A delightfully inventive ragout of fiction and historical fact, Roger Williams's first novel revolves around a pair of 20th-century icons. There is Norman Douglas, the erudite charmer, gourmet, scoffer, quaffer and high-spirited pederast, best known as the author of South Wind
. And there is Elizabeth David, who transformed Britain's humdrum eating habits in 1950 with the publication of Mediterranean Food
. A homage to both of these glorious hedonists, Lunch with Elizabeth David
comes in two parts, divided roughly along his-and-hers lines.
The first section details the unsentimental education--classical, culinary, sexual--of one Eric Wolton, a working-class Londoner celebrating his 13th birthday in Naples in 1911. This fictional figure is promptly "ravished by Norman Douglas the length and breadth of Calabria". Man and boy take their pleasures lightly indeed as they voyage across Italy's boot (which Douglas went on to celebrate in Old Calabria). And in later years, Eric, now resigned to a dull policeman's existence, recalls that summer as "the best time in his life." In 1951, however, he is abruptly summoned to the island of Capri, where Douglas and his fashionable entourage are joining Elizabeth David for a farewell lunch.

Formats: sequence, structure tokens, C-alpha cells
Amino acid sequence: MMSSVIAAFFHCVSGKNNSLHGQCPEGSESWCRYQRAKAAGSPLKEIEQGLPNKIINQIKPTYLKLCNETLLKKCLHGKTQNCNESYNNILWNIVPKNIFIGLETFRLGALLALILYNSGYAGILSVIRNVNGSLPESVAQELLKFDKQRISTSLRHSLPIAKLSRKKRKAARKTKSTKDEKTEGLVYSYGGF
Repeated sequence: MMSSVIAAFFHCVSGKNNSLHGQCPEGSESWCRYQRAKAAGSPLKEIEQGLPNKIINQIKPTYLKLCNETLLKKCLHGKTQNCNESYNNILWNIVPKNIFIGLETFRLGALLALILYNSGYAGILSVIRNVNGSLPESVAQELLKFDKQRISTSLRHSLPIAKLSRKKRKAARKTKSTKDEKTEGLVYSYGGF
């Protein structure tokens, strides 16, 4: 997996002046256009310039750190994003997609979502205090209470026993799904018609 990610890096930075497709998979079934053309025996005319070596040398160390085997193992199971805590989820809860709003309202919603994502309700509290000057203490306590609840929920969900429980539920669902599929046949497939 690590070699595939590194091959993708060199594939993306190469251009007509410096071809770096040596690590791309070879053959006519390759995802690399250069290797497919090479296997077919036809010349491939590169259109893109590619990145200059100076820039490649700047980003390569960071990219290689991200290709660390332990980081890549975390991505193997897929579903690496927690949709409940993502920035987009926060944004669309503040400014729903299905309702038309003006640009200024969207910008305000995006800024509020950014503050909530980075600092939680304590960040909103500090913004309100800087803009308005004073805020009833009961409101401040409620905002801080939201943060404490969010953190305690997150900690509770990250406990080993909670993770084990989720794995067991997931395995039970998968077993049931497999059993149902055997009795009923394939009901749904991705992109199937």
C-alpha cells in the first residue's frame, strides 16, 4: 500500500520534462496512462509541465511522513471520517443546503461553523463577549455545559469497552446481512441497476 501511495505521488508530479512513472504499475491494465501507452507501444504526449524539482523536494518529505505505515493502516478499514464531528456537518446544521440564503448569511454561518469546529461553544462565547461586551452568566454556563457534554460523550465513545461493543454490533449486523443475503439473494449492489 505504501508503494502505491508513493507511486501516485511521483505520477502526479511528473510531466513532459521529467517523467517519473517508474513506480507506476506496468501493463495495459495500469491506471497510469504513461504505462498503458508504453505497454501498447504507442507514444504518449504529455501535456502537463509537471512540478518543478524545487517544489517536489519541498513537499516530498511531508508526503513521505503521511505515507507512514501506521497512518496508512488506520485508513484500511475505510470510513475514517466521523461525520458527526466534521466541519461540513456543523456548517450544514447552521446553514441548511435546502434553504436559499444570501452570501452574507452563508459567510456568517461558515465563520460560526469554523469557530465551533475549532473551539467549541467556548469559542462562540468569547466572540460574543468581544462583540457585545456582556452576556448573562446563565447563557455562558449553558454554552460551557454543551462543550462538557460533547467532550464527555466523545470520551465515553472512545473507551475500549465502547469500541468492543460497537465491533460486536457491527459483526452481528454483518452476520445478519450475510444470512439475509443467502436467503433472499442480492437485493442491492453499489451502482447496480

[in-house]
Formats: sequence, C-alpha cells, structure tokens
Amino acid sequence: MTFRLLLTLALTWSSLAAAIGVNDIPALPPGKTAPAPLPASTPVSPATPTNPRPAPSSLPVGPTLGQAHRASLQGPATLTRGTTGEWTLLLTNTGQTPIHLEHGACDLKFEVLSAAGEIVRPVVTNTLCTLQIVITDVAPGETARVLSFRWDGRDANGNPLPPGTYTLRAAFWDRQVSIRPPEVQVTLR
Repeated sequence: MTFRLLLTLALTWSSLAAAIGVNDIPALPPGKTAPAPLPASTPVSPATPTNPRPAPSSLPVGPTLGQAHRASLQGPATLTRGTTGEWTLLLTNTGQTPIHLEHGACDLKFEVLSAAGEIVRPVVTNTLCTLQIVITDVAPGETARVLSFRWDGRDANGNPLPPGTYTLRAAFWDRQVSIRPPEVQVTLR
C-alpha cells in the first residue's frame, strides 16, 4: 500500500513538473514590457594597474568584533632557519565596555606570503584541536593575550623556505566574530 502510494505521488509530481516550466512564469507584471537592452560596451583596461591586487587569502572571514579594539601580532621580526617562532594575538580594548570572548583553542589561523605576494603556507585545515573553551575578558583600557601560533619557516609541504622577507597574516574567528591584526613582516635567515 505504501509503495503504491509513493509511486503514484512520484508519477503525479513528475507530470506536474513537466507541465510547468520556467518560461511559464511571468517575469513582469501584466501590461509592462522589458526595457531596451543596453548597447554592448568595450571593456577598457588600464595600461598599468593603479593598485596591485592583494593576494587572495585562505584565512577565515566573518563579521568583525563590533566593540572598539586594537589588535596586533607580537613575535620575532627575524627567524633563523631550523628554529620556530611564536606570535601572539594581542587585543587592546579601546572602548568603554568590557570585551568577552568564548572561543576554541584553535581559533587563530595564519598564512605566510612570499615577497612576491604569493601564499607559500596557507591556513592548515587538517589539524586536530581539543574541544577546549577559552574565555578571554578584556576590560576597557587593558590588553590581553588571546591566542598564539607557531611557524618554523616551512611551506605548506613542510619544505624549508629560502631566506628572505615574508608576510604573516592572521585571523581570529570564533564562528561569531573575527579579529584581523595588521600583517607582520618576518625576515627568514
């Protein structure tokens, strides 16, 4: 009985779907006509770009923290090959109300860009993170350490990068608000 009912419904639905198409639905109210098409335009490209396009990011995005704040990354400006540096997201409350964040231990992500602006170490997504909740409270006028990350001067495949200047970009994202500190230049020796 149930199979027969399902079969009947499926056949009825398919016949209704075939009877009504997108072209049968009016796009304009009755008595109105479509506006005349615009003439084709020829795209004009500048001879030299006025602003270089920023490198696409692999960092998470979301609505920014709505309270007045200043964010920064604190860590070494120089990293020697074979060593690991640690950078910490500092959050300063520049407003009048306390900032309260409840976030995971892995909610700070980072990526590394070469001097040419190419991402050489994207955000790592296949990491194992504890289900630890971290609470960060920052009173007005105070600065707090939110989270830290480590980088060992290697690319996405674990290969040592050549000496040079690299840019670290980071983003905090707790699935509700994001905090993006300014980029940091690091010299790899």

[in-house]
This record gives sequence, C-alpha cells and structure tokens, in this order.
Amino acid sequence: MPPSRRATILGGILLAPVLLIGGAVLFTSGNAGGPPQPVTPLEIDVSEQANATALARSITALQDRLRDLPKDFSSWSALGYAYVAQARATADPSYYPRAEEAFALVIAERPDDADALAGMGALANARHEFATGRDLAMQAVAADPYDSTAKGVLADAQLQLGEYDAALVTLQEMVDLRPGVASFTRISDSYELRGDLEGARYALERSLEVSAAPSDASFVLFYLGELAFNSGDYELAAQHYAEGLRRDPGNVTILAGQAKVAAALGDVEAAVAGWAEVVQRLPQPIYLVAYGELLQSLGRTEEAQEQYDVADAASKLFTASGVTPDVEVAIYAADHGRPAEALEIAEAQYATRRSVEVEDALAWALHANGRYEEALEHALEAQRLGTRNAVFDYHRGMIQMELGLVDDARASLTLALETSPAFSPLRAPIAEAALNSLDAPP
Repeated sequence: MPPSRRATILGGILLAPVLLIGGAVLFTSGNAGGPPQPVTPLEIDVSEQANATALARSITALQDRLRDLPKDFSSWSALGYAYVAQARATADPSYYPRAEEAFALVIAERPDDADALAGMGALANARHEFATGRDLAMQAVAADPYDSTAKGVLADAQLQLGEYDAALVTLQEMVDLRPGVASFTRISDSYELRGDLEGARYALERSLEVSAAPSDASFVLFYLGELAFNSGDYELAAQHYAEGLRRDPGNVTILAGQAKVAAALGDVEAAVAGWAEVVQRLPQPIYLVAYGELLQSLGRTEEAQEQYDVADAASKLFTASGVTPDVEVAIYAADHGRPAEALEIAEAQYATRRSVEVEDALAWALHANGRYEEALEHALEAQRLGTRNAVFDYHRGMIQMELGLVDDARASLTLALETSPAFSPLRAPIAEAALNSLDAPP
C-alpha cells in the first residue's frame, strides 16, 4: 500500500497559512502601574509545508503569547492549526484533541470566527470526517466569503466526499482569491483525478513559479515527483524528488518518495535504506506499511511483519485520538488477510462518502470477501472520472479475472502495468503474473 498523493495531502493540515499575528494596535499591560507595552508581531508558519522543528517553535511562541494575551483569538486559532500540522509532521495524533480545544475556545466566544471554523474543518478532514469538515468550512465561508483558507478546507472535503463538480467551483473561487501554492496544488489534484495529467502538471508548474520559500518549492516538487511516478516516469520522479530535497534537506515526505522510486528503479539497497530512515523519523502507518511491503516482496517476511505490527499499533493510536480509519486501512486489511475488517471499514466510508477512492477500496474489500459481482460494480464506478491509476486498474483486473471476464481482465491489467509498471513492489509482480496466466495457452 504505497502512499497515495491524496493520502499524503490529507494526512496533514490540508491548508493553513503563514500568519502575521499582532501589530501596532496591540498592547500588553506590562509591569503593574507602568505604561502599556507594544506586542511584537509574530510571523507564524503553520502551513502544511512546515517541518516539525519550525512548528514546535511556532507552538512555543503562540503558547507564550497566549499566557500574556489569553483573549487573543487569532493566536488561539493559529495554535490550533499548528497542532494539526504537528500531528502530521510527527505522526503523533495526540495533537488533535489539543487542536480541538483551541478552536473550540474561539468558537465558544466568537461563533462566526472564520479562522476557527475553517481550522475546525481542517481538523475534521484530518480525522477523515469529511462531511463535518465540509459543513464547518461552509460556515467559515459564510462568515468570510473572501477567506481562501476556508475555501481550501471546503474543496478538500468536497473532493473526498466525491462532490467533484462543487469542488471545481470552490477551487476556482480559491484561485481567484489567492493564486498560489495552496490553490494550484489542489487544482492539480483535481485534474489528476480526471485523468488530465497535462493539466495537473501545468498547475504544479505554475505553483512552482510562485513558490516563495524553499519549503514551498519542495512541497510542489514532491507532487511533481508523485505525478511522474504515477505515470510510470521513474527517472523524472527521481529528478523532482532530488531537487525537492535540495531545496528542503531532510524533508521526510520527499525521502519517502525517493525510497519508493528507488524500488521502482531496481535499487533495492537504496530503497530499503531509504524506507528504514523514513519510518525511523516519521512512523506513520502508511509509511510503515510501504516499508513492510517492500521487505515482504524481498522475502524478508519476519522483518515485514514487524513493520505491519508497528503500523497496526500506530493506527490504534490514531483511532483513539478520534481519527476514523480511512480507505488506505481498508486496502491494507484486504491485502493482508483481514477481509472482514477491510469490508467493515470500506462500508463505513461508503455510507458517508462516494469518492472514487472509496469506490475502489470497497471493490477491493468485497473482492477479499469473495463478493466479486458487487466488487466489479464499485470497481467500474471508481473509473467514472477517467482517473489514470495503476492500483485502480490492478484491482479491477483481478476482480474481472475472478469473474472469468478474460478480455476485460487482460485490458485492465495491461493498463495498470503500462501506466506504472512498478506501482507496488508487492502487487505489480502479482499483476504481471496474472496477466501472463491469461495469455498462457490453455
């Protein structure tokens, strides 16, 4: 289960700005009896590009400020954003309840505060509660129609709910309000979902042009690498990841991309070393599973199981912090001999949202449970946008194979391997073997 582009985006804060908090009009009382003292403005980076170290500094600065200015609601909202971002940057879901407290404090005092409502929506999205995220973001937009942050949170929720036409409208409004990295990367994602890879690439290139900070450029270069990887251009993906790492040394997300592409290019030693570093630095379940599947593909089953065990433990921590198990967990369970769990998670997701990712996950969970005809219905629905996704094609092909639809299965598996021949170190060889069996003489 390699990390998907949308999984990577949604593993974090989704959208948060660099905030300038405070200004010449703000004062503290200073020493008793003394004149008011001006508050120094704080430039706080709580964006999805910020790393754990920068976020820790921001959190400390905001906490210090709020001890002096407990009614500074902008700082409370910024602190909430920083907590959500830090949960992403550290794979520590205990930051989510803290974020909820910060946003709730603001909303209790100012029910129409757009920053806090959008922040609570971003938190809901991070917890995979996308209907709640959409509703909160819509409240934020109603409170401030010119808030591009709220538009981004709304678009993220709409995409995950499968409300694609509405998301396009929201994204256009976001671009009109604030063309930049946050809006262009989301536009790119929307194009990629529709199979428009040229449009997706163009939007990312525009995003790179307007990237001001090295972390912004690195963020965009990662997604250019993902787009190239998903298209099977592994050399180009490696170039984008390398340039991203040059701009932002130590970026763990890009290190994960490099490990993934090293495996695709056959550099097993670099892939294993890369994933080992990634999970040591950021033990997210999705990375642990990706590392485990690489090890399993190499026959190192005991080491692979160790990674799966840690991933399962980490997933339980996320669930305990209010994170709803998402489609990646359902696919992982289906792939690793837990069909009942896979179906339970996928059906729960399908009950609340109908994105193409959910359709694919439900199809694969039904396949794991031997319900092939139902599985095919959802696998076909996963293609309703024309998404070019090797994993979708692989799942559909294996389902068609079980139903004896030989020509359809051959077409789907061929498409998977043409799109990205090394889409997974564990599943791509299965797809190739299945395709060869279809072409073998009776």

In the novel's second part, Williams veers more decisively in the direction of fiction, with Cherry Ingram's mother waiting upon Elizabeth David in a hotel in Ross-on-Wye in the late winter of 1946. Cut to the late 1980s, which find Cherry delivering a whitefish to a "Mrs David"--bibulous, overbearing, and suspicious of the finny creature's provenance. This chance encounter leads Cherry into her own past, which turns out to dovetail not only with David's but with that of Norman Douglas and his young paramour.
Williams's novel wonderfully evokes the glories of the Mediterranean, not to mention its multiple pleasures. It is perhaps less successful at splicing Eric and Cherry into the historical canvas: the drama of their lives inevitably pales beside Douglas's high-cholesterol existence, or David's. That said, the good parts are truly delicious and well worth sampling. --Ruthie Petrie
--This text refers to an out of print or unavailable edition of this title.